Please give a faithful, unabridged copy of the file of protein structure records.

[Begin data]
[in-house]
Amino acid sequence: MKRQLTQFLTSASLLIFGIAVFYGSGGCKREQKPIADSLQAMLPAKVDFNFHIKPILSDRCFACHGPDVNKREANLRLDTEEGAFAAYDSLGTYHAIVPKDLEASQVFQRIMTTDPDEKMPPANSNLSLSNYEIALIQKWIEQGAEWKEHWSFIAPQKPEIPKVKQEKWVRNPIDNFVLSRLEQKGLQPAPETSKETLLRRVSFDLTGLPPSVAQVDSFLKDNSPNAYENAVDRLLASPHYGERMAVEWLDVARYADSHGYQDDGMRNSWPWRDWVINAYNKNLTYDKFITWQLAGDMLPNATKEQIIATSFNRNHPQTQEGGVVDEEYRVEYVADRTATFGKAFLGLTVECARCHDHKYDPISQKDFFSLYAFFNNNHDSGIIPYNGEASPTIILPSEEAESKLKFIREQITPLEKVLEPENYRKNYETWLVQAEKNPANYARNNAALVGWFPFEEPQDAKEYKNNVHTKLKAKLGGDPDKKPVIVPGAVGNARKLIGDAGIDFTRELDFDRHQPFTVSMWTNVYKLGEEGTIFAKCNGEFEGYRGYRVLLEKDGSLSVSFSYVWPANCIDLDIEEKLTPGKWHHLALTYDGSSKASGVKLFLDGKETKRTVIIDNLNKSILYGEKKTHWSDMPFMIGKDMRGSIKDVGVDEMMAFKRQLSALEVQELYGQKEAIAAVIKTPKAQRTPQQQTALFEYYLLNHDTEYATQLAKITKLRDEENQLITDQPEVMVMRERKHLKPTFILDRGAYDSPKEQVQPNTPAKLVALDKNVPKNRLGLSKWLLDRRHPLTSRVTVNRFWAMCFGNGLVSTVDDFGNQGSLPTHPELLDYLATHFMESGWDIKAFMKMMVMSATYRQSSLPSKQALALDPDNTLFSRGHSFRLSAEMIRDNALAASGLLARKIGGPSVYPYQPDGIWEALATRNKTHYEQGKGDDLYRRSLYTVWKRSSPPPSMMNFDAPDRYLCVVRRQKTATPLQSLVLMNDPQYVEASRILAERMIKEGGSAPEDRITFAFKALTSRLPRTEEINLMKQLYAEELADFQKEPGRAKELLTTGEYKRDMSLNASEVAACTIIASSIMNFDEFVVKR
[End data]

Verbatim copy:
[in-house]
Amino acid sequence: MKRQLTQFLTSASLLIFGIAVFYGSGGCKREQKPIADSLQAMLPAKVDFNFHIKPILSDRCFACHGPDVNKREANLRLDTEEGAFAAYDSLGTYHAIVPKDLEASQVFQRIMTTDPDEKMPPANSNLSLSNYEIALIQKWIEQGAEWKEHWSFIAPQKPEIPKVKQEKWVRNPIDNFVLSRLEQKGLQPAPETSKETLLRRVSFDLTGLPPSVAQVDSFLKDNSPNAYENAVDRLLASPHYGERMAVEWLDVARYADSHGYQDDGMRNSWPWRDWVINAYNKNLTYDKFITWQLAGDMLPNATKEQIIATSFNRNHPQTQEGGVVDEEYRVEYVADRTATFGKAFLGLTVECARCHDHKYDPISQKDFFSLYAFFNNNHDSGIIPYNGEASPTIILPSEEAESKLKFIREQITPLEKVLEPENYRKNYETWLVQAEKNPANYARNNAALVGWFPFEEPQDAKEYKNNVHTKLKAKLGGDPDKKPVIVPGAVGNARKLIGDAGIDFTRELDFDRHQPFTVSMWTNVYKLGEEGTIFAKCNGEFEGYRGYRVLLEKDGSLSVSFSYVWPANCIDLDIEEKLTPGKWHHLALTYDGSSKASGVKLFLDGKETKRTVIIDNLNKSILYGEKKTHWSDMPFMIGKDMRGSIKDVGVDEMMAFKRQLSALEVQELYGQKEAIAAVIKTPKAQRTPQQQTALFEYYLLNHDTEYATQLAKITKLRDEENQLITDQPEVMVMRERKHLKPTFILDRGAYDSPKEQVQPNTPAKLVALDKNVPKNRLGLSKWLLDRRHPLTSRVTVNRFWAMCFGNGLVSTVDDFGNQGSLPTHPELLDYLATHFMESGWDIKAFMKMMVMSATYRQSSLPSKQALALDPDNTLFSRGHSFRLSAEMIRDNALAASGLLARKIGGPSVYPYQPDGIWEALATRNKTHYEQGKGDDLYRRSLYTVWKRSSPPPSMMNFDAPDRYLCVVRRQKTATPLQSLVLMNDPQYVEASRILAERMIKEGGSAPEDRITFAFKALTSRLPRTEEINLMKQLYAEELADFQKEPGRAKELLTTGEYKRDMSLNASEVAACTIIASSIMNFDEFVVKR